Google Answers Logo
View Question
Q: Extra Planet ( Answered 5 out of 5 stars,   7 Comments )
Subject: Extra Planet
Category: Science > Astronomy
Asked by: samdaman-ga
List Price: $2.00
Posted: 15 May 2006 06:57 PDT
Expires: 14 Jun 2006 06:57 PDT
Question ID: 728960
Is it true there is an extra planet? I believe they said we have not
discovered it yet because it was hiding behind Mars.

Request for Question Clarification by sublime1-ga on 15 May 2006 17:05 PDT

This report indicates that a tenth planet has been discovered:

Let me know if this satisfies your interests...


Clarification of Question by samdaman-ga on 16 May 2006 10:37 PDT
Cool...but they have not named it yet :( Thats very interesting,
because it means that there is definitely more out there we still need
to discover. I understand now that it would be impossible for anything
to be hiding behind another planet due to individual orbits. Thanks a
lot, you've been a great.
Subject: Re: Extra Planet
Answered By: sublime1-ga on 16 May 2006 23:26 PDT
Rated:5 out of 5 stars

Thanks for confirming your satisfaction with the information
you've received. I'll repost my remarks here, for the sake of
future readers, and to finalize the answer.


This report indicates that a tenth planet has been discovered:


Request for Answer Clarification by samdaman-ga on 18 May 2006 13:35 PDT
Have they name it yet?

Clarification of Answer by sublime1-ga on 18 May 2006 14:12 PDT
"Because of its frigid temperatures, the team has named the
 object Sedna, after the Inuit goddess of the sea from whom
 all sea creatures were created."

However, that's somewhat of a pet name, created by the team.

"The real name of the new planet is currently in limbo while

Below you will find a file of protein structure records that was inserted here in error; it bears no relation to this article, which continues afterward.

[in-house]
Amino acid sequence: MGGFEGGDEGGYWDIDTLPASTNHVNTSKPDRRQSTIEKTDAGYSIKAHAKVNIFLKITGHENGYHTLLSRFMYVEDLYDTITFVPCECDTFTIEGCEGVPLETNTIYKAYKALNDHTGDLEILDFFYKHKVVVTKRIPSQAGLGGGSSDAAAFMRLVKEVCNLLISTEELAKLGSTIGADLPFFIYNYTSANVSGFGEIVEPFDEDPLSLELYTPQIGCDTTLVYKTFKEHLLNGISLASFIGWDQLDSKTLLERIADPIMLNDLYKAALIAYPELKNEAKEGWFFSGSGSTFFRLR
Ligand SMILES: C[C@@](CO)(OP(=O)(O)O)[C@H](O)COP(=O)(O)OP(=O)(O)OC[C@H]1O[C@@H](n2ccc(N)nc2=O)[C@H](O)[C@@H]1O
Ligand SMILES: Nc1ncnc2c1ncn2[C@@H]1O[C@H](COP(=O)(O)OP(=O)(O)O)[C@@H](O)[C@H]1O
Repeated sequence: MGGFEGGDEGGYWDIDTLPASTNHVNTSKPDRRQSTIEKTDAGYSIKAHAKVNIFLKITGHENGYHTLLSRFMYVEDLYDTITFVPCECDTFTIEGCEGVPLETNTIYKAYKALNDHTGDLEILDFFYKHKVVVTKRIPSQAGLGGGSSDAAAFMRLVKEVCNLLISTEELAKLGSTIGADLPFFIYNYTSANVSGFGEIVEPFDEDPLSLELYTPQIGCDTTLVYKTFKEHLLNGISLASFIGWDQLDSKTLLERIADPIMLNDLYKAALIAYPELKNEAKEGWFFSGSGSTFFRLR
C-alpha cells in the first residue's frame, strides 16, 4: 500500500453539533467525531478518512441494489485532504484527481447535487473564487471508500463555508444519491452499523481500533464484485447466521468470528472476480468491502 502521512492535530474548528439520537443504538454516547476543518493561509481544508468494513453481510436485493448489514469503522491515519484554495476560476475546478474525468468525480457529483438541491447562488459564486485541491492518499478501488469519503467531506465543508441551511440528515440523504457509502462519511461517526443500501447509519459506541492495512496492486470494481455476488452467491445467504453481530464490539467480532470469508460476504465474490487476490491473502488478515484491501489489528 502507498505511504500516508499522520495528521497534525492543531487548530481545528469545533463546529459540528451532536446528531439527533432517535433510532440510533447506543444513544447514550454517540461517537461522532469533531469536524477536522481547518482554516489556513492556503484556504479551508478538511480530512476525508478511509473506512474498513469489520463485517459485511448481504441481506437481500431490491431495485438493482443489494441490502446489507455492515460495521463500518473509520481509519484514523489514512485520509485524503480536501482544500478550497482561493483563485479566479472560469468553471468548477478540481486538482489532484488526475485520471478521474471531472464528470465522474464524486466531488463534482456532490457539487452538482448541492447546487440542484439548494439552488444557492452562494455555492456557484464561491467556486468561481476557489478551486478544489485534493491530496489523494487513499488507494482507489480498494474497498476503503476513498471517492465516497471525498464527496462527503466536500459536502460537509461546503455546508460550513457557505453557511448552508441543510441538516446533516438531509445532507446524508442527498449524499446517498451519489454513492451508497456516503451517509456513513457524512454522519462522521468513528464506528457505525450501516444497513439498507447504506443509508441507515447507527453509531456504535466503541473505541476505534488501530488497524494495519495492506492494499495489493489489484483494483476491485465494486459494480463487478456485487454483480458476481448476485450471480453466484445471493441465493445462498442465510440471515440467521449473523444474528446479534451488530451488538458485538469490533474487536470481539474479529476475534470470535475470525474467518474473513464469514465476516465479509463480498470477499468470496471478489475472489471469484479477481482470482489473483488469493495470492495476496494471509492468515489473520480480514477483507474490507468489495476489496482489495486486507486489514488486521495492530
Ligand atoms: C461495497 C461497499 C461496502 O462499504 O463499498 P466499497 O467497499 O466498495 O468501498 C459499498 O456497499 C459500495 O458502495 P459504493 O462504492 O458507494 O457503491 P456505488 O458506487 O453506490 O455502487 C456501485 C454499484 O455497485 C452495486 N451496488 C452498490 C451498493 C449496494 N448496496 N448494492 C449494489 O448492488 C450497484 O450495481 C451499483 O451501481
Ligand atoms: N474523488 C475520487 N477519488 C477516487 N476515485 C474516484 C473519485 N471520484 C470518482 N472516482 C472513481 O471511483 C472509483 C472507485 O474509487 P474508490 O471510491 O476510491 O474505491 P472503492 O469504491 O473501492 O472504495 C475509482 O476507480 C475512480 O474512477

committees decide its fate."
Other nicknames and more on the page:

A committee is currently deciding whether it even fits the
definition of a planet:


Request for Answer Clarification by samdaman-ga on 22 May 2006 12:20 PDT
So there is possibly no "extra planet"??? This question will clear up
an argument if you can be clear as to whether or not there is an extra
planet? I mean if it has not been named yet its hard say it exists as
an extra planet in the known universe...not that there is much in a
name, but it would help. I like Sedna.

Clarification of Answer by sublime1-ga on 22 May 2006 13:30 PDT

Read the links I gave you, specifically the section titled,
'Is this object really a planet? Is Pluto a planet? What makes a planet?'
and 'How will the planetary status be decided?', on this page:

They answer your question as well as it can be answered. In short:
Scientists have come to realize that, scientifically, Pluto is 
different from other planets, but culturally, it's long been
acknowledged as a planet. To resolve this, scientists have (by
a thin margin) voted to define a planet as the current planets
plus celestial objects like Pluto and anything bigger. That's
the current official stance. Here's the quote from the page:

- A special committee of the International Astronomical Union
  (IAU) was charged with determining "what is a planet."
- Sometime around the end of 2005, this committee voted by a
  narrow margin for the "pluto and everything bigger" definition,
  or something close to it.
- The exectutive committee of the IAU then decided to ask the
  Division of Planetary Sciences (DPS) of the American Astronomical
  Society to make a reccomendation.
- The DPS asked their committee to look in to it.
- The DPS committee decided to form a special committee.
- Rumor has emerged that when the IAU general assembly meets in
  August in Prauge they will make a decision on how to make a